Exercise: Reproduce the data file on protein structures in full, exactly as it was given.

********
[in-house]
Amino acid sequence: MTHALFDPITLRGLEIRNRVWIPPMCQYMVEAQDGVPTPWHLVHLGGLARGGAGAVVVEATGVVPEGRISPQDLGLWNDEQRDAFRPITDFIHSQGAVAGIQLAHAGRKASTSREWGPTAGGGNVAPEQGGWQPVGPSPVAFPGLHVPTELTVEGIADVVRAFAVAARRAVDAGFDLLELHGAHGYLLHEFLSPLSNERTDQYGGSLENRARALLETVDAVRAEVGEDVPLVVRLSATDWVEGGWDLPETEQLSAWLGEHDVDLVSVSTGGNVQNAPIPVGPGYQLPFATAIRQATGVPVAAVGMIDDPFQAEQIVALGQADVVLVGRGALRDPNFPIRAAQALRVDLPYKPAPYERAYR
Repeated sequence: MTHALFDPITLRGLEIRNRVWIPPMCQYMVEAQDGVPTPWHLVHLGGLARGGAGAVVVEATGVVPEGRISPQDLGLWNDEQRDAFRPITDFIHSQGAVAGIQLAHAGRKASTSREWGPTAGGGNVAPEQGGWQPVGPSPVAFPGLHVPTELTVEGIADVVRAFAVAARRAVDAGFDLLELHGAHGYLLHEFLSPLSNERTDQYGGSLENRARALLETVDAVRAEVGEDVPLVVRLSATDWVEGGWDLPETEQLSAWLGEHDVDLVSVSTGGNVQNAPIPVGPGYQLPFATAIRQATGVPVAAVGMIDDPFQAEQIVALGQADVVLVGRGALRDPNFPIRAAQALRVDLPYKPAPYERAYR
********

[in-house]
Amino acid sequence: MTHALFDPITLRGLEIRNRVWIPPMCQYMVEAQDGVPTPWHLVHLGGLARGGAGAVVVEATGVVPEGRISPQDLGLWNDEQRDAFRPITDFIHSQGAVAGIQLAHAGRKASTSREWGPTAGGGNVAPEQGGWQPVGPSPVAFPGLHVPTELTVEGIADVVRAFAVAARRAVDAGFDLLELHGAHGYLLHEFLSPLSNERTDQYGGSLENRARALLETVDAVRAEVGEDVPLVVRLSATDWVEGGWDLPETEQLSAWLGEHDVDLVSVSTGGNVQNAPIPVGPGYQLPFATAIRQATGVPVAAVGMIDDPFQAEQIVALGQADVVLVGRGALRDPNFPIRAAQALRVDLPYKPAPYERAYR
Repeated sequence: MTHALFDPITLRGLEIRNRVWIPPMCQYMVEAQDGVPTPWHLVHLGGLARGGAGAVVVEATGVVPEGRISPQDLGLWNDEQRDAFRPITDFIHSQGAVAGIQLAHAGRKASTSREWGPTAGGGNVAPEQGGWQPVGPSPVAFPGLHVPTELTVEGIADVVRAFAVAARRAVDAGFDLLELHGAHGYLLHEFLSPLSNERTDQYGGSLENRARALLETVDAVRAEVGEDVPLVVRLSATDWVEGGWDLPETEQLSAWLGEHDVDLVSVSTGGNVQNAPIPVGPGYQLPFATAIRQATGVPVAAVGMIDDPFQAEQIVALGQADVVLVGRGALRDPNFPIRAAQALRVDLPYKPAPYERAYR